Aptly named, Wild Pieces (2015, Breakwater Books) is a collection of short stories by Catherine Hogan Safer, author of Bishop’s Road (2004, Killick Press), thus making it her first major release in over 10 years. For her fans, it certainly has been a long wait, and if (like me) you haven’t read Bishop’s road or any of her previous work, then this collection will serve as a good introduction to her writing style, particularly that of her peculiar characters.Like turning over a rock in the garden or an old piece of wood in the forest to see what interesting things live underneath (things which are never pretty), Ms. Hogan Safer does likewise with the characters that inhabit the dark places in her mind. Never pretty, and sometimes horrific, but all too real, Wild Pieces is not for those looking for a ‘feel-good’ type of read. As the publishing blurb says on the back cover:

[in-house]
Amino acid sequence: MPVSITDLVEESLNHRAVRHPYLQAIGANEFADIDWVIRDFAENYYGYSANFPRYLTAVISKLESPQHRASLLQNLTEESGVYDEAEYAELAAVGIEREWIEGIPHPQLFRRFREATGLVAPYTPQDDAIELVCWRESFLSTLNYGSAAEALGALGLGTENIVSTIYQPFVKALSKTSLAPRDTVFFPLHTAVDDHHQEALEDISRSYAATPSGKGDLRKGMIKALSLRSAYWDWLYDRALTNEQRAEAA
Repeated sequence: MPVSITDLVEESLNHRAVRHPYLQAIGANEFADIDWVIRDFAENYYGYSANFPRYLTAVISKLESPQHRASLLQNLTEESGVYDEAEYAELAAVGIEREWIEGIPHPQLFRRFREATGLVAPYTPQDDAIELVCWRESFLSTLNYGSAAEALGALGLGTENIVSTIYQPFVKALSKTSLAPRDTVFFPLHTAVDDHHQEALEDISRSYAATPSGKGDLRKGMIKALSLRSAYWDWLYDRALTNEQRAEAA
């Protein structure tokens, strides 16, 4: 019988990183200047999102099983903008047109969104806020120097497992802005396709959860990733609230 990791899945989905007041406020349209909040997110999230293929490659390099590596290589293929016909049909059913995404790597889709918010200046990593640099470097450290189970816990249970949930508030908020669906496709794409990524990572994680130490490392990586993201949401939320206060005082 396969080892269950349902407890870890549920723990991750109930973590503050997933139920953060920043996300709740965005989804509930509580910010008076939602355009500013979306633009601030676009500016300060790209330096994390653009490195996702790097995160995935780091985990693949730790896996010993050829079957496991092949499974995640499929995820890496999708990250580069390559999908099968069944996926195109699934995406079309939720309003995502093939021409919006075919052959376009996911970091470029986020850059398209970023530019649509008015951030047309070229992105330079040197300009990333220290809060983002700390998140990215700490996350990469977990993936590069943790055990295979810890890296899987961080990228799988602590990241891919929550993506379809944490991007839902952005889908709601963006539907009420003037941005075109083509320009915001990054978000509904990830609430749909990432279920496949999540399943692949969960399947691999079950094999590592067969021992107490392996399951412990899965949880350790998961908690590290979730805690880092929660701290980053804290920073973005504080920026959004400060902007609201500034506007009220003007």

At once very funny and very sad, here is the dignity of lives lived slightly slant.
The sixteen stories that comprise Wild Pieces run the gamut from a lazy handyman that won’t leave, to a woman who realizes that her address book is full of dead people to an unwanted son who is locked in the basement every night by his father to a woman her paints her house all blue (the inside, not the outside). As Alice said: “curiouser and curiouser!”
My two personal favourites were “Henry”, the boy who is locked in his basement bedroom every night by a father who doesn’t want him, and “Joe” the grandfather whose deceased son’s dysfunctional family moves in with him ‘temporarily’ and won’t leave. Both characters are placed in untenable positions by others, yet they manage to eventually overcome and leave us feeling that there is, after all, and above all, hope.
These are, without a doubt, some of the ‘roughest’ short stories I have read since encountering Danila Botha’s got.no.secrets (2010, Tightrope Books). While Ms. Botha’s stories lay open the raw, seamy side of big inner city life, Wild Pieces is more about the impoverished side of life in the smaller cities and neighbourhoods of Atlantic Canada (Ms. Hogan Safer is from Newfoundland), although the setting could be anywhere. This is the fascinating kind of short story collection that makes you want to immediately move on to the next story. As such, I will be putting it on the 2016 long list for “The Very Best Awards” for short stories (fiction).